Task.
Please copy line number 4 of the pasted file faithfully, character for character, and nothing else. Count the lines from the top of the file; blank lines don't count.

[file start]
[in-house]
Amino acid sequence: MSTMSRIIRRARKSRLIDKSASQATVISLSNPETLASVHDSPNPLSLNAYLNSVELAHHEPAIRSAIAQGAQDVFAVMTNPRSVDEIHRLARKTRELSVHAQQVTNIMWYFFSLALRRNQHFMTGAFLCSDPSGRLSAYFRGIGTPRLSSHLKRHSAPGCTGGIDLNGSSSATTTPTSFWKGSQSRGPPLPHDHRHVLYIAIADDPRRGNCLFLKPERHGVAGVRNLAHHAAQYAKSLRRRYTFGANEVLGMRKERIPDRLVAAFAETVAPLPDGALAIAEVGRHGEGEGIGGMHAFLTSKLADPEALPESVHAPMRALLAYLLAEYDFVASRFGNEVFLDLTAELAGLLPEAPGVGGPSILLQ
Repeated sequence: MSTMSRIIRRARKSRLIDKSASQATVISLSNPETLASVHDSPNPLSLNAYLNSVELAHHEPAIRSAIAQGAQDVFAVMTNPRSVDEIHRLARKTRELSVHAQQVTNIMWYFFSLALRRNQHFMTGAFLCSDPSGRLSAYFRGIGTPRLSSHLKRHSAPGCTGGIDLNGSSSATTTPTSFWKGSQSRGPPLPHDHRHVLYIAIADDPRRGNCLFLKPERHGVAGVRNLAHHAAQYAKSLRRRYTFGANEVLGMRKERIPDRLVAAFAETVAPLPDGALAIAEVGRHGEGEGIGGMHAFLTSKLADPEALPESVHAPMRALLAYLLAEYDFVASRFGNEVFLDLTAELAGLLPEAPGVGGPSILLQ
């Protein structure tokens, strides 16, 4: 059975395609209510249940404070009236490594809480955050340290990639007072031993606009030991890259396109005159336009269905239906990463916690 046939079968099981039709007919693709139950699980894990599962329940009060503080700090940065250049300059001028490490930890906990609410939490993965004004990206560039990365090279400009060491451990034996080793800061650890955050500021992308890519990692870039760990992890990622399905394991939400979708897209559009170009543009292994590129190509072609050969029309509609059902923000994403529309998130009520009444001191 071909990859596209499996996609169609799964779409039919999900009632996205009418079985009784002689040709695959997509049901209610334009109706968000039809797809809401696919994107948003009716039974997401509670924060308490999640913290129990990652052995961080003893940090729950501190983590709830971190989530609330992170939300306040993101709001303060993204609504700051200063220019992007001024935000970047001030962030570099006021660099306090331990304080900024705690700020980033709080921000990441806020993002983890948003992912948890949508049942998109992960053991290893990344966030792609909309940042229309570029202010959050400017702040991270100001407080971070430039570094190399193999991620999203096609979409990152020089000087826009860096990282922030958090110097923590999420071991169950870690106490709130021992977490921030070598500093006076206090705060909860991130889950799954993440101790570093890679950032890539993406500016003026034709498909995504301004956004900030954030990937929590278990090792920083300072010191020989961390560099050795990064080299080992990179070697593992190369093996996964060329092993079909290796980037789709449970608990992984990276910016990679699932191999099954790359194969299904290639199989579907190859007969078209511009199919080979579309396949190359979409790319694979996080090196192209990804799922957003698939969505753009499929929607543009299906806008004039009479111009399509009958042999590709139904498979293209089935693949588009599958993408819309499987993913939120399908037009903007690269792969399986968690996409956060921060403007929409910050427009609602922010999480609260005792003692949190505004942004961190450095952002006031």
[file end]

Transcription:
């Protein structure tokens, strides 16, 4: 059975395609209510249940404070009236490594809480955050340290990639007072031993606009030991890259396109005159336009269905239906990463916690 046939079968099981039709007919693709139950699980894990599962329940009060503080700090940065250049300059001028490490930890906990609410939490993965004004990206560039990365090279400009060491451990034996080793800061650890955050500021992308890519990692870039760990992890990622399905394991939400979708897209559009170009543009292994590129190509072609050969029309509609059902923000994403529309998130009520009444001191 071909990859596209499996996609169609799964779409039919999900009632996205009418079985009784002689040709695959997509049901209610334009109706968000039809797809809401696919994107948003009716039974997401509670924060308490999640913290129990990652052995961080003893940090729950501190983590709830971190989530609330992170939300306040993101709001303060993204609504700051200063220019992007001024935000970047001030962030570099006021660099306090331990304080900024705690700020980033709080921000990441806020993002983890948003992912948890949508049942998109992960053991290893990344966030792609909309940042229309570029202010959050400017702040991270100001407080971070430039570094190399193999991620999203096609979409990152020089000087826009860096990282922030958090110097923590999420071991169950870690106490709130021992977490921030070598500093006076206090705060909860991130889950799954993440101790570093890679950032890539993406500016003026034709498909995504301004956004900030954030990937929590278990090792920083300072010191020989961390560099050795990064080299080992990179070697593992190369093996996964060329092993079909290796980037789709449970608990992984990276910016990679699932191999099954790359194969299904290639199989579907190859007969078209511009199919080979579309396949190359979409790319694979996080090196192209990804799922957003698939969505753009499929929607543009299906806008004039009479111009399509009958042999590709139904498979293209089935693949588009599958993408819309499987993913939120399908037009903007690269792969399986968690996409956060921060403007929409910050427009609602922010999480609260005792003692949190505004942004961190450095952002006031």